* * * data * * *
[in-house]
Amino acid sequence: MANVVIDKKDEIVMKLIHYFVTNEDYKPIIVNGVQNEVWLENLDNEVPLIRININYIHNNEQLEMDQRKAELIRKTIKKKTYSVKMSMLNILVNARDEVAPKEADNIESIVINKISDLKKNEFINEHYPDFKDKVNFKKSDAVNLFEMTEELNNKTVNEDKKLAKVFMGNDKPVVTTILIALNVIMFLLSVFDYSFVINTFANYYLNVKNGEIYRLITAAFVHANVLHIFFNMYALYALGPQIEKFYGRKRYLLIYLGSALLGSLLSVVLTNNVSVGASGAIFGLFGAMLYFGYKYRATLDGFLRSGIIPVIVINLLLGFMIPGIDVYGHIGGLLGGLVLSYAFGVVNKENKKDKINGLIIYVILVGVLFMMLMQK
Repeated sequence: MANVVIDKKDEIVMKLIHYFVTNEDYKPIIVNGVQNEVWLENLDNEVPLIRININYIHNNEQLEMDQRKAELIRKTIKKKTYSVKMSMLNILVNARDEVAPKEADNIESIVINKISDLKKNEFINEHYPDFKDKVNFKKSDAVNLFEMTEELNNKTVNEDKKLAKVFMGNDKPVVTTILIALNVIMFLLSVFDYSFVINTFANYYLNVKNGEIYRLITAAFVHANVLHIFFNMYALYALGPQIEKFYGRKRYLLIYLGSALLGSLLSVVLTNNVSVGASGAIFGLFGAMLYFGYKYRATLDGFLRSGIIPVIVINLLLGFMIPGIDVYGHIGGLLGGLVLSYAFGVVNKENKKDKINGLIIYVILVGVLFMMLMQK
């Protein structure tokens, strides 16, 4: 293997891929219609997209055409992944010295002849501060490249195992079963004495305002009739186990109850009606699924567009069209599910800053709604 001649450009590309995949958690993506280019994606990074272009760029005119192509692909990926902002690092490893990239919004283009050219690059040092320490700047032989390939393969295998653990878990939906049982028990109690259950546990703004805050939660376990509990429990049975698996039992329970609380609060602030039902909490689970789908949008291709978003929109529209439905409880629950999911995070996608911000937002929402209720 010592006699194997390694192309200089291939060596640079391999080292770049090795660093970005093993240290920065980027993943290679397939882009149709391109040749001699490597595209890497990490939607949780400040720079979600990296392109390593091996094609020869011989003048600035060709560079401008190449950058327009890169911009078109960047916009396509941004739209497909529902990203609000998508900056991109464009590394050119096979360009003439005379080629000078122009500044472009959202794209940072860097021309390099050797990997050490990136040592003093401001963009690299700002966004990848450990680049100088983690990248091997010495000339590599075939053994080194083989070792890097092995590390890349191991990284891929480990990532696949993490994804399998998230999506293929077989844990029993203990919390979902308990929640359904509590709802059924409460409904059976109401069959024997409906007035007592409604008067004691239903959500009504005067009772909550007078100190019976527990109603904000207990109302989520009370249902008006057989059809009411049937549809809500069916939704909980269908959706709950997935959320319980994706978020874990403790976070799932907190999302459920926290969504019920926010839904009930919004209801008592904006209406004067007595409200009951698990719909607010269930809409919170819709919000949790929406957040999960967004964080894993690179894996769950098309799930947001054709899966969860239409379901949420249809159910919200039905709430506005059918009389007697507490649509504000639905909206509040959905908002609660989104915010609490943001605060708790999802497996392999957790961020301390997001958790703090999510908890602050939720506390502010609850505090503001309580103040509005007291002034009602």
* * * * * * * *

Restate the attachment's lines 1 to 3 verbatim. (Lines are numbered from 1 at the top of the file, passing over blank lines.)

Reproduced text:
[in-house]
Amino acid sequence: MANVVIDKKDEIVMKLIHYFVTNEDYKPIIVNGVQNEVWLENLDNEVPLIRININYIHNNEQLEMDQRKAELIRKTIKKKTYSVKMSMLNILVNARDEVAPKEADNIESIVINKISDLKKNEFINEHYPDFKDKVNFKKSDAVNLFEMTEELNNKTVNEDKKLAKVFMGNDKPVVTTILIALNVIMFLLSVFDYSFVINTFANYYLNVKNGEIYRLITAAFVHANVLHIFFNMYALYALGPQIEKFYGRKRYLLIYLGSALLGSLLSVVLTNNVSVGASGAIFGLFGAMLYFGYKYRATLDGFLRSGIIPVIVINLLLGFMIPGIDVYGHIGGLLGGLVLSYAFGVVNKENKKDKINGLIIYVILVGVLFMMLMQK
Repeated sequence: MANVVIDKKDEIVMKLIHYFVTNEDYKPIIVNGVQNEVWLENLDNEVPLIRININYIHNNEQLEMDQRKAELIRKTIKKKTYSVKMSMLNILVNARDEVAPKEADNIESIVINKISDLKKNEFINEHYPDFKDKVNFKKSDAVNLFEMTEELNNKTVNEDKKLAKVFMGNDKPVVTTILIALNVIMFLLSVFDYSFVINTFANYYLNVKNGEIYRLITAAFVHANVLHIFFNMYALYALGPQIEKFYGRKRYLLIYLGSALLGSLLSVVLTNNVSVGASGAIFGLFGAMLYFGYKYRATLDGFLRSGIIPVIVINLLLGFMIPGIDVYGHIGGLLGGLVLSYAFGVVNKENKKDKINGLIIYVILVGVLFMMLMQK